Kennett School Board will seek public feedback on school construction plans04/15/2022 12:18PM ● By Steven Hoffman
Breslin Architects of Allentown will release its feasibility study on the future of the New Garden and Greenwood elementary school building projects on May 2 at a Kennett School Board Finance Committee meeting. The study will then be publicly available for reading online the next day.
Feasibility studies are comprehensive assessments of the practicality of proposed plans or methods, and Breslin was the firm chosen by the Kennett School Board to perform that service.
At Monday’s board meeting, Finance Committee chair Mike Finnegan announced that the committee had also established a timeline to follow up publication of that feasibility study.
On Monday, June 6, he said, the public is invited to attend the finance committee meeting at the Mary D. Lang Kindergarten Center at 7 p.m. and give in-person feedback.
On June 13, following its reaction and deliberations, the board will vote to adopt the feasibility study.
The board announced late last year its intention to explore the future of the two aging buildings, with options of renovating or replacing them. At the Finance Committee meeting in March, the idea of replacing the buildings was met with somewhat more favorable – but unofficial – reactions than the plan that featured renovations for the buildings.
Both schools have served well beyond a half century and are aging. New Garden Elementary School in New Garden Township was opened in 1957. Greenwood Elementary School in Kennett Township was built in 1963. They are 65 and 59 years old, respectively.
Also at Monday’s meeting, the board approved hiring D’Huy Engineering of Bethlehem to carry out the engineering for whatever construction plan is chosen.
“They are the design oversight and management. … they are the coordination effort,” Business Manager Mark Tracy said, adding D’Huy is the same firm that is overseeing the construction of the new Avon Grove High School.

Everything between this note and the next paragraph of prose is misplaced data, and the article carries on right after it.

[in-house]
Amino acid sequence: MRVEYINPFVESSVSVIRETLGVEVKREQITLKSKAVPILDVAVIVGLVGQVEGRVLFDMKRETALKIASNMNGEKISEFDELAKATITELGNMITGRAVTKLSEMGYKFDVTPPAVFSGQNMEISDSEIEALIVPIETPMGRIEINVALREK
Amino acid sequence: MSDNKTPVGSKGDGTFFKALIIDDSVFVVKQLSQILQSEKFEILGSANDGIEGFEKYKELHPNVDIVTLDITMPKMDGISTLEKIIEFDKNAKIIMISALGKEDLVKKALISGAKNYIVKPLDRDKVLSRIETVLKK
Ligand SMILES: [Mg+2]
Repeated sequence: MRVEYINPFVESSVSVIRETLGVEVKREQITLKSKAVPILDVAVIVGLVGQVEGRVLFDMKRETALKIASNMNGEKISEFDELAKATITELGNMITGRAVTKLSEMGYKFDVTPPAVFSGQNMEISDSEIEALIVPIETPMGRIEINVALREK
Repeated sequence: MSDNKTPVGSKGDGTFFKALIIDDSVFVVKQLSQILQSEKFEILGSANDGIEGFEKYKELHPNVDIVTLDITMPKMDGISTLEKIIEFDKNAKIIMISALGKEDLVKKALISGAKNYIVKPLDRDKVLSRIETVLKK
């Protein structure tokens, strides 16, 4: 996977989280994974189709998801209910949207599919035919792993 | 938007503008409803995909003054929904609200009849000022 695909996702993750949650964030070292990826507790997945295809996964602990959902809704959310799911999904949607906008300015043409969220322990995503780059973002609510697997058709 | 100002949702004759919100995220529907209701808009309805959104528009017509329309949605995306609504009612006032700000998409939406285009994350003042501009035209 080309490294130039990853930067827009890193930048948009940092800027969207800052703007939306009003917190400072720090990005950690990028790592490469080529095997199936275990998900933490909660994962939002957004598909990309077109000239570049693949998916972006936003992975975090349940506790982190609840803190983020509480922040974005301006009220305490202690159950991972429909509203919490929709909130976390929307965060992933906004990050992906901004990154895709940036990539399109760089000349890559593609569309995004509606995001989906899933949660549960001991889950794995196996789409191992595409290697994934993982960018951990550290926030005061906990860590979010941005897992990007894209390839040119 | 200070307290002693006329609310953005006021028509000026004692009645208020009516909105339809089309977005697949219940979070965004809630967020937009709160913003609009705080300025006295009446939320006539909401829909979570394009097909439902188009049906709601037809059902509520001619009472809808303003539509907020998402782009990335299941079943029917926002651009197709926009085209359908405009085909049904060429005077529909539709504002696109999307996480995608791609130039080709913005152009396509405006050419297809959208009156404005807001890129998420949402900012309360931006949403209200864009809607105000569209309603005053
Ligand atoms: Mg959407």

School Board President Vicki Gehrt emphasized that vote to adopt the feasibility study and other current board actions are far from the final decisions on the fate of the two buildings.
“We are not into any design stages yet. Our first step is to determine whether we renovate or build new. We are in the beginning stages and have many steps to go that will continue to engage staff, parents and community,” she wrote early on Monday.
Tracy also announced the proposed final operating budget of $94 million for the 2022-23 school year, which will include a 2.02 percent real estate tax increase. That approval was required by the state to be enacted 30 days before the final budget adoption, which is still dependent upon the state finalizing its budget, including the state subsidy to schools. Kennett’s budget for the next fiscal year could also be impacted by proposed charter school reform as well as a contract for staff.
In other business, the board approved a continuation of a partnership with the Y of the Greater Brandywine Valley – effectively the Y of the Kennett Area – to run a summer academic/camp program that features studies in the morning and recreation in the afternoon.
Board member Donald Kohler announced that the Kennett High School Robotics Team had done very well in regional competition and will now compete for the World Championship in Houston, Texas.
Also, Superintendent Dr. Dusty Blakey announced the incidence of COVID-19 remains low in the district, and the wearing of masks is optional.